While composing “River of January,” I spent much of my time searching and analyzing family papers. These letters, pictures, and news clippings, along with other souvenirs, make up an enormous archive which spans over seventy years of the twentieth century. Along with Chum and Helen, many secondary individuals are mentioned in the papers, and when I stumbled upon those names, curiosity sent me on the hunt for more information. One of the characters who rose from the stacks was a proper young Belgian named Elie Gelaki.
Elie made quite an entrance into Helen’s life, and subsequently into the pages of “River of January.” His romantic introduction into the story is reminiscent of a 1930’s Hollywood musical. While taking in the premier of “Voila Paris,” at the Palace Theater in Brussels, Elie spotted the girl of his dreams gracing the stage in a solo act. Apparently the smitten young gent quickly scanned the playbill and decided that the girl must be the dancer named Lillian. In an impulse of ardent infatuation Elie sends a note back stage to Lillian inviting her to meet him after the show. Alas, Lillian doesn’t respond and fails to appear at Elie’s appointed location.
The following night the resilient young man again attends the production. Again he watches, thoroughly enchanted, by the vision that is, he thinks, Lillian, Insistent in his attentions, Elie, this night sends flowers and a typed letter composed earlier that day. Again he implores the dancer to rendezvous at a preselected spot. And happily for Elie, this time she materializes out of the dark snowy night.
The girl seems, Elie notices, amused somehow by his attentions. Then he finds out why. The dancer he believed was Lillian in fact was Helen, and that Lillian had a boyfriend back home, in New York. He is embarrassed by the mix up, but more than that, Elie is charmed by the American girl. After drinks at a late night cafe, he asks to see Helen the following day. And so began the courtship of Elie Gelaki with the breathtaking blonde from New York.
Bringing light to this man, lost to anonymity was an true pleasure. Searching through the volumes of primary sources and the internet, I discovered Elie was born in 1906 in Palestine. Further research, this time reading his avalanche of correspondence (to Helen) revealed that he supported two sisters and a mother in Brussels. Elie proudly shared with Helen his deepest ambition as a businessman, founding a company he intended to expand around the world. He had named the firm, “Polyphoto International,” and confidently assured her that the unique processes he developed would change professional photography forever.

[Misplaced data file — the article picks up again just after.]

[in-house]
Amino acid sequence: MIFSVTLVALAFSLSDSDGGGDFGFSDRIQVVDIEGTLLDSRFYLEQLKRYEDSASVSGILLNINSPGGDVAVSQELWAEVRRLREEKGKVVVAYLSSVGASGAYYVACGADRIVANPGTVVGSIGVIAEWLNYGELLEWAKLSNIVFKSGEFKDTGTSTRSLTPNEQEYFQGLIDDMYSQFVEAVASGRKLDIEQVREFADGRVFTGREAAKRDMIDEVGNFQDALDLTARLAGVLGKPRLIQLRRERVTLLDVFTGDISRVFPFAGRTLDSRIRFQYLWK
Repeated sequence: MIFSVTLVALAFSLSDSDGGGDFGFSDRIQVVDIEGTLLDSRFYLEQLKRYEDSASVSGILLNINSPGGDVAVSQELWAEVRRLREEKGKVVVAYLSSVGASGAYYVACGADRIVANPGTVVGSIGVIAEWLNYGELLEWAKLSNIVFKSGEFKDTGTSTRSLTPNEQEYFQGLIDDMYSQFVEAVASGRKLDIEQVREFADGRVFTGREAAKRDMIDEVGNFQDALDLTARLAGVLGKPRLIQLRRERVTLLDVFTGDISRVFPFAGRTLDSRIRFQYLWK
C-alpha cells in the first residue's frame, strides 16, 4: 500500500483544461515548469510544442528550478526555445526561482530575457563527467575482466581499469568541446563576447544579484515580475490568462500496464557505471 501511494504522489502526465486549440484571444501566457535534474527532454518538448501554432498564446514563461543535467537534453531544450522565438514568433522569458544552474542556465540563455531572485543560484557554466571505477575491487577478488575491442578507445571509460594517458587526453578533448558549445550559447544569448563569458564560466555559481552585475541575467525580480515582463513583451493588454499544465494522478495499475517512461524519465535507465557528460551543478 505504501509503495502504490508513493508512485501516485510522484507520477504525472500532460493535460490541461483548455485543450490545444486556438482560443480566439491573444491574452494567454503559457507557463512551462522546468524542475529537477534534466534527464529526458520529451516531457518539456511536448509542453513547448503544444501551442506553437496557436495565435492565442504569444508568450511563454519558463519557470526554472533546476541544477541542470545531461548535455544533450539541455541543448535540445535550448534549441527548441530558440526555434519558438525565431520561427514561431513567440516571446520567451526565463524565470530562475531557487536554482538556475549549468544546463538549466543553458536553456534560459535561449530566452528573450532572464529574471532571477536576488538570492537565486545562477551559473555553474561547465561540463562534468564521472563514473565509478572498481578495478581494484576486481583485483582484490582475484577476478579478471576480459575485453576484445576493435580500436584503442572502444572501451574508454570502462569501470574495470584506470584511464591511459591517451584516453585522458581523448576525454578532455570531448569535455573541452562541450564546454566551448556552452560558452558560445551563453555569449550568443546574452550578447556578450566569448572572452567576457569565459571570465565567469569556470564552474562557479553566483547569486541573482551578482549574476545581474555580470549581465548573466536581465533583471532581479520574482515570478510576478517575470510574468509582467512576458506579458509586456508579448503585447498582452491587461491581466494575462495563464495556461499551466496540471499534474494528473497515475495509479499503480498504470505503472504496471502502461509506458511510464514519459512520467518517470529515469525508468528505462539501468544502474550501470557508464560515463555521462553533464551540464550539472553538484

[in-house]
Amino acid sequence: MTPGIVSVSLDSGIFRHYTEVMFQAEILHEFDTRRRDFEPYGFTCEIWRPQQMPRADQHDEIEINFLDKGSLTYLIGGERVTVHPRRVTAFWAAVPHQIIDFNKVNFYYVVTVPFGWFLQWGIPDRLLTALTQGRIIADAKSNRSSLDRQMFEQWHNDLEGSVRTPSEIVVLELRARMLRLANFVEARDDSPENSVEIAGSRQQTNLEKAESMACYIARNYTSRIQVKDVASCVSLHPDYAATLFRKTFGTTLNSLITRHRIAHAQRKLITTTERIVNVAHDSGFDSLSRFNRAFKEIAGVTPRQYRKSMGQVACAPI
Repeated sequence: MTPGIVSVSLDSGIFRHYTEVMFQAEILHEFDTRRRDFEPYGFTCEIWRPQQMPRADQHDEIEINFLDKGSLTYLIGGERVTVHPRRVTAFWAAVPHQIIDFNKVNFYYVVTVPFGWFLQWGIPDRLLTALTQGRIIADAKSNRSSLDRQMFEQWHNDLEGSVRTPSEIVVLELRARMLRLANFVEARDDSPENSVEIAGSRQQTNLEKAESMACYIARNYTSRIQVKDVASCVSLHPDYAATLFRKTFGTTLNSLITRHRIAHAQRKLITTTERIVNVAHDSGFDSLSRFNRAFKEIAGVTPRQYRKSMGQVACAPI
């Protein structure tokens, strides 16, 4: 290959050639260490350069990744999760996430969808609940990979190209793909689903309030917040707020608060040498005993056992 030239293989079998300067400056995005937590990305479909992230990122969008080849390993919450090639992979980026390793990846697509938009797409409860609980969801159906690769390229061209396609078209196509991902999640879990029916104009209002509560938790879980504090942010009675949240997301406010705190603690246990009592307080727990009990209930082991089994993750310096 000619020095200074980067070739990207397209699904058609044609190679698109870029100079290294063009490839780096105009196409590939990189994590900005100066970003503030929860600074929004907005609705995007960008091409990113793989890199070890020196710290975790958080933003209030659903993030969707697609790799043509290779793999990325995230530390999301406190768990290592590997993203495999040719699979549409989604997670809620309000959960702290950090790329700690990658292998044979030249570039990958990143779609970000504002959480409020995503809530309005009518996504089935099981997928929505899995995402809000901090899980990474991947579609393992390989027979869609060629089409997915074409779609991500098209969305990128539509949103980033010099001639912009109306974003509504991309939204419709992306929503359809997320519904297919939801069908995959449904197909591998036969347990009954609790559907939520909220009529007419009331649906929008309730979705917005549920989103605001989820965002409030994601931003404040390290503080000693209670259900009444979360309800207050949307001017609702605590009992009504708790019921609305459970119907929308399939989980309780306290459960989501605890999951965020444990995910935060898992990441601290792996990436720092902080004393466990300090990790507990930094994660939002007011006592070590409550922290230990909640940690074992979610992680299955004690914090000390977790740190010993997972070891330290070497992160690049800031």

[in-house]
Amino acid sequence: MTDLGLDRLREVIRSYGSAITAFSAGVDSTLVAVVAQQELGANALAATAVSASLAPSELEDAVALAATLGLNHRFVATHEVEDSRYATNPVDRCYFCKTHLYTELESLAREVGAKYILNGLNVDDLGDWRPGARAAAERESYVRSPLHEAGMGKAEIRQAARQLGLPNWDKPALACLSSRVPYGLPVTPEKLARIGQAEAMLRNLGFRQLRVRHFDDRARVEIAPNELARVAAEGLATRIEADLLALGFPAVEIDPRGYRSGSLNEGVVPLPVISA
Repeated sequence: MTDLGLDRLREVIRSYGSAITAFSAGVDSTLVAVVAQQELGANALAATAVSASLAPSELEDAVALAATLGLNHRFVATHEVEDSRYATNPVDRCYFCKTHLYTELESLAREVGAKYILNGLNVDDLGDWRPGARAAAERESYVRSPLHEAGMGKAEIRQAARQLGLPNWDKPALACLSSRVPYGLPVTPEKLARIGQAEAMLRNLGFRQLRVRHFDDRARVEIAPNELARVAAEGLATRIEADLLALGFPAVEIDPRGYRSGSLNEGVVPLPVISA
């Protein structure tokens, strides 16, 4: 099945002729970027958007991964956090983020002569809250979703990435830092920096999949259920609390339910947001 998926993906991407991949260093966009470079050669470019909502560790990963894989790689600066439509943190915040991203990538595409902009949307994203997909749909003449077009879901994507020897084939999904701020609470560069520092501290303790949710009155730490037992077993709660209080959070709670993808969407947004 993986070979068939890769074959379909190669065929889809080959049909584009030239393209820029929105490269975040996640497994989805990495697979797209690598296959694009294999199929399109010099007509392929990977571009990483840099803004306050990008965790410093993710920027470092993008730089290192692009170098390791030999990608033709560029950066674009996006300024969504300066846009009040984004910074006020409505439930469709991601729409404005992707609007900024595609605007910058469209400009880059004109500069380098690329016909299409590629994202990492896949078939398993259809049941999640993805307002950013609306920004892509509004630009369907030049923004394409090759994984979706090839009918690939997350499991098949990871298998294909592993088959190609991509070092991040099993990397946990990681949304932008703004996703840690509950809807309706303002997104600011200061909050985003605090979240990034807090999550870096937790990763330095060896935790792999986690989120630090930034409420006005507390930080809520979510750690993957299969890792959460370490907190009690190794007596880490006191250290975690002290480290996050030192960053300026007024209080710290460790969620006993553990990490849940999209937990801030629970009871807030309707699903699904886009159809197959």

I have thought a lot about this enamored young man, (he was only 28 when they met) and I have ransacked the archive many, many times looking for any picture that might be this steadfast suitor. I’ve never found one. His letters were so loving, so personal, that I had to ask myself why Helen, who kept every other slip of paper had no picture of Elie.
He actually complained about this scarcity as well.
In 1936, four years after they met in Europe, Elie writes Helen in New York begging her for an updated photo. He laments, “If it weren’t for the one (picture) you gave me Brussels, I would have forgotten what you looked like.” Apparently the shortage went both ways.
I had to ask myself why? Why would Helen go out of her way to omit “Elie pictures” from her vast collection of mementos? Then I chanced upon a letter Helen sent to her mother in the middle of her 1932-33, European tour. She goes out of her way to assure her mother that she would never marry a Jew. Now this might sound harsh to modern ears, but I think that Helen felt torn by her denial and his Jewish heritage. From current family members who knew Helen, she once admitted she had a “thing” for Elie, using the word “heartthrob.”
At the time she met the young man, antisemitism was on the up tick, and not only in Europe–but in America as well. What I believe pressured Helen to write such things, was placating her mother. Any single girl worth her salt knows what to say to mother when it comes to “boys.” For Helen, at that time and that place, a rejection was much easier than the truth. And her words belie her actions. She must have given the young man reason enough to continue his amorous pursuit for four long years. He pursued Helen across the world . . . and by the end of the book, across two oceans.
This continental gentleman, this Elie Gelaki, carefully, and thoughtfully laid out his future. He aimed to achieve financial success in the business world, and he aimed to make the American girl his wife. He wrote her constantly and sailed over the Atlantic to see her when he could. In “River of January” the last readers hear from Elie is in a letter from Kobe, Japan, dated 1936. He explains to Helen that “I hope to conduct Polyphoto business in this city, (Kobe).” And that is it, he is gone. Elie just vanishes.
I know, and readers understand, that all of his plans and dreams and hopes and ambitions mattered not a bit. A war is coming. A war of explosive magnitude, fueled by hate and violence and war crimes. A war against the Jews. Elie’s individualism, his personal ambitions, his entire world was devastated in the massive cataclysm of World War Two.
Uncovering this young man left me troubled. I felt as if Helen had been compromised, as were so many others, to sacrifice her natural regard for the young man in order to conform to conventional thought. Though only an episode in the bigger picture of “River,” this ardent suitor, this diligent businessman, deserves the dignity of recognition and remembrance.